#JamForLeelah, a Trans-Positive Global Game Jam!

A new month-long trans-positive game jam is currently underway and accepting submissions for games focusing on trans youth issues, in order to spread awareness of the issues faced by transgender people in modern society.

#JamForLeelah was organise…

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Mean Girls. The Video Game.

This is so fetch.

It’s been 10 years since Mean Girls first hit screens, becoming an instant classic that is as quotable as it is hilarious. There isn’t a day that goes by that I don’t reference a line from the movie, use a .gif of Regina George to respond to something, note that the limit does not exist, or chastise someone for trying to make something happen that’s not going to happen. This is one of those movies that truly defines a generation.

Today it finally becomes a video game. Cue every gay squee noise I can muster.

meangirls logo

Via So Much Drama Studios:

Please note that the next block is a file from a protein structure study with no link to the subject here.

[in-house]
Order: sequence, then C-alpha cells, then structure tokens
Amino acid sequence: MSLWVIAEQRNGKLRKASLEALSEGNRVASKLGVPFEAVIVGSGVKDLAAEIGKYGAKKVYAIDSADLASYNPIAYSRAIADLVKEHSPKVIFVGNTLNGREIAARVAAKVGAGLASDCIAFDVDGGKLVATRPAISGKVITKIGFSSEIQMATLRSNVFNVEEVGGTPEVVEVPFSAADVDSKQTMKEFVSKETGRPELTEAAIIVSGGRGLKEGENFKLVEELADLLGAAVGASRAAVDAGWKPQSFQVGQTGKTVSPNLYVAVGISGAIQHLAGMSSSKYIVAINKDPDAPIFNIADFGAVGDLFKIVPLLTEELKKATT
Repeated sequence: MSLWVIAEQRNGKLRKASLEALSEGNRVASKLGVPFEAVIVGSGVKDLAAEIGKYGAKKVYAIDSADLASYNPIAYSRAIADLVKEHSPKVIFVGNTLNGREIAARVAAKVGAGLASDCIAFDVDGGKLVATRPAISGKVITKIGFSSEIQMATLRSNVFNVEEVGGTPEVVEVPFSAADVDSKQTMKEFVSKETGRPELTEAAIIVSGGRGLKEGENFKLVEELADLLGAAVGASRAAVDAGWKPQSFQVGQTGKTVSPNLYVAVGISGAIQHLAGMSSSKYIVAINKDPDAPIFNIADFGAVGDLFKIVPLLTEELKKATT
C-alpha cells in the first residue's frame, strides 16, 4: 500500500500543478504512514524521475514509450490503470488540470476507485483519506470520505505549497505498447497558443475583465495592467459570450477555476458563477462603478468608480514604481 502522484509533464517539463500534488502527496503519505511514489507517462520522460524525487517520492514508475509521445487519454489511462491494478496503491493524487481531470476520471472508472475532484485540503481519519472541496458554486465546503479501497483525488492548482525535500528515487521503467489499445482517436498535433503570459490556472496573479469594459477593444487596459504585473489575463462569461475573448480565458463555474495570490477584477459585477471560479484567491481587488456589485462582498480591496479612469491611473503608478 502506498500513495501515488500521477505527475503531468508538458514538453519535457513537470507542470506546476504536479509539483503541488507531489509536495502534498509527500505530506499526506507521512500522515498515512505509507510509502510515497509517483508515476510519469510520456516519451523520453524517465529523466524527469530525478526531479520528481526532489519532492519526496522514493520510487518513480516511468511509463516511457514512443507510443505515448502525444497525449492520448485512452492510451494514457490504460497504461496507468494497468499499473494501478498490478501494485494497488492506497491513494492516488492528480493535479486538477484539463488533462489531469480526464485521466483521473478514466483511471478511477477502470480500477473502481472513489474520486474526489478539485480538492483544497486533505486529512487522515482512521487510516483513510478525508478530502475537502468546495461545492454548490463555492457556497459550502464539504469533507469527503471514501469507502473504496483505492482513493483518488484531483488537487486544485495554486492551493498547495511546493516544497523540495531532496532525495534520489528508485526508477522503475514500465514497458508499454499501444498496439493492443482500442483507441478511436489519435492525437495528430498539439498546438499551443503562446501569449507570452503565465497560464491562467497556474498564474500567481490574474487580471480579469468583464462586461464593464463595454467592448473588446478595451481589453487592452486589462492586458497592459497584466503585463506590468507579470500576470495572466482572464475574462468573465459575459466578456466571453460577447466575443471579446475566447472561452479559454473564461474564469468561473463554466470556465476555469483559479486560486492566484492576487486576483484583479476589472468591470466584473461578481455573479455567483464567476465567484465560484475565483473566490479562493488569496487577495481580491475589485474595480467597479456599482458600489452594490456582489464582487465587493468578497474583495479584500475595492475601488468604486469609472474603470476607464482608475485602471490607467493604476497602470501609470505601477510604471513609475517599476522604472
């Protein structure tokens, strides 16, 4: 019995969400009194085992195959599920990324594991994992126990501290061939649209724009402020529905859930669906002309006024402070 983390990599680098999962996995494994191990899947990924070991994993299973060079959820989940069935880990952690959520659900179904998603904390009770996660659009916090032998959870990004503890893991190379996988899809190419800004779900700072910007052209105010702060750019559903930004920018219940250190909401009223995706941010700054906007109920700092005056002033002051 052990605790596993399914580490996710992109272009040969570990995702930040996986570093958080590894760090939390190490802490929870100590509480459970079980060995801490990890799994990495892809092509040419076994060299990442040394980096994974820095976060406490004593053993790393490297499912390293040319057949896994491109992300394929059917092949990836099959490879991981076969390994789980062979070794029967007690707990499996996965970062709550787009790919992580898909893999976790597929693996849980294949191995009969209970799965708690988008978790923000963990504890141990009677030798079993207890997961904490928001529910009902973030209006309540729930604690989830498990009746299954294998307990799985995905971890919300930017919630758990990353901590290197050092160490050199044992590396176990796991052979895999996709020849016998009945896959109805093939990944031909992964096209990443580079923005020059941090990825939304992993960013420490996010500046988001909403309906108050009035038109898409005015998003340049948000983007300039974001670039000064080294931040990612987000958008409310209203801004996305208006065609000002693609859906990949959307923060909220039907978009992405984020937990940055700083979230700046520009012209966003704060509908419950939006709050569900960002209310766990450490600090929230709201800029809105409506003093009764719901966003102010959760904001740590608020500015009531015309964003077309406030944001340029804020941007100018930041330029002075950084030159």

“If You Have Ever Felt Personally Victimized by Regina George, This Game is For You

Designed as an easily accessible ‘tiara-defense’ game, Mean Girls finds the original Plastics at peace with their world, when a new upstart Plastics clique attempts to take control of North Shore High School by piecing together the broken Spring Fling Tiara. Players can select from eight of their favorite Mean Girls characters—Cady, Regina, Gretchen, Karen, Janis, Damian, Aaron, and Kevin, each with their own distinct boost abilities—and all the cliques from the cafeteria, to help defeat opponents and complete each level.”

The mobile “tiara-defense” game is not unlike your standard tower-defender: You place troops, you set up traps, and you keep the oncoming hoards of enemies away from their goal. Only this time around your troops are who you hang out with and the enemies are the opposing cliques.

Comic mean girls